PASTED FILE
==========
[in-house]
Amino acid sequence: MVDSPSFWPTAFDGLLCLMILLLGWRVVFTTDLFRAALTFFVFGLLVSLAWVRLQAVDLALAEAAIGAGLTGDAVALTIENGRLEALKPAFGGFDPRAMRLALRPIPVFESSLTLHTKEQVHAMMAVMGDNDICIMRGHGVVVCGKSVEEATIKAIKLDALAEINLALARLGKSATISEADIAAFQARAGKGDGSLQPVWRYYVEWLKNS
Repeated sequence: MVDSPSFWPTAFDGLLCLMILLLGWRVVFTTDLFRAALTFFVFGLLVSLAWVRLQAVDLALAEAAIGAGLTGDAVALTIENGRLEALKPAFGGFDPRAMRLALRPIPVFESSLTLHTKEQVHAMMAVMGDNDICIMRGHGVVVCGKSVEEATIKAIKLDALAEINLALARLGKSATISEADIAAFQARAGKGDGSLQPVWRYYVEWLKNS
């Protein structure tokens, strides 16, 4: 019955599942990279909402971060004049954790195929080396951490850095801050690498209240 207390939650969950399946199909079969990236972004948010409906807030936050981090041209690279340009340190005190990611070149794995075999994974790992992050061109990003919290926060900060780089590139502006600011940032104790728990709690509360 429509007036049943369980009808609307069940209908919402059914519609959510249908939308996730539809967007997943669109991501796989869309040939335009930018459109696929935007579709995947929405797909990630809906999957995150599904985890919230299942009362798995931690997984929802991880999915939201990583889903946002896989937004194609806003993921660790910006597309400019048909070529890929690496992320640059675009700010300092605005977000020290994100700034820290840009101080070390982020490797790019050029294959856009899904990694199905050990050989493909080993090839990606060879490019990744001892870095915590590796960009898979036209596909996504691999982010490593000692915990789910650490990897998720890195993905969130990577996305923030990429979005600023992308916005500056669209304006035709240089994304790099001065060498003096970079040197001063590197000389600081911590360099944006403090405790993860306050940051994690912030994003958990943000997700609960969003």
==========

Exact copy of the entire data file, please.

[in-house]
Amino acid sequence: MVDSPSFWPTAFDGLLCLMILLLGWRVVFTTDLFRAALTFFVFGLLVSLAWVRLQAVDLALAEAAIGAGLTGDAVALTIENGRLEALKPAFGGFDPRAMRLALRPIPVFESSLTLHTKEQVHAMMAVMGDNDICIMRGHGVVVCGKSVEEATIKAIKLDALAEINLALARLGKSATISEADIAAFQARAGKGDGSLQPVWRYYVEWLKNS
Repeated sequence: MVDSPSFWPTAFDGLLCLMILLLGWRVVFTTDLFRAALTFFVFGLLVSLAWVRLQAVDLALAEAAIGAGLTGDAVALTIENGRLEALKPAFGGFDPRAMRLALRPIPVFESSLTLHTKEQVHAMMAVMGDNDICIMRGHGVVVCGKSVEEATIKAIKLDALAEINLALARLGKSATISEADIAAFQARAGKGDGSLQPVWRYYVEWLKNS
């Protein structure tokens, strides 16, 4: 019955599942990279909402971060004049954790195929080396951490850095801050690498209240 207390939650969950399946199909079969990236972004948010409906807030936050981090041209690279340009340190005190990611070149794995075999994974790992992050061109990003919290926060900060780089590139502006600011940032104790728990709690509360 429509007036049943369980009808609307069940209908919402059914519609959510249908939308996730539809967007997943669109991501796989869309040939335009930018459109696929935007579709995947929405797909990630809906999957995150599904985890919230299942009362798995931690997984929802991880999915939201990583889903946002896989937004194609806003993921660790910006597309400019048909070529890929690496992320640059675009700010300092605005977000020290994100700034820290840009101080070390982020490797790019050029294959856009899904990694199905050990050989493909080993090839990606060879490019990744001892870095915590590796960009898979036209596909996504691999982010490593000692915990789910650490990897998720890195993905969130990577996305923030990429979005600023992308916005500056669209304006035709240089994304790099001065060498003096970079040197001063590197000389600081911590360099944006403090405790993860306050940051994690912030994003958990943000997700609960969003």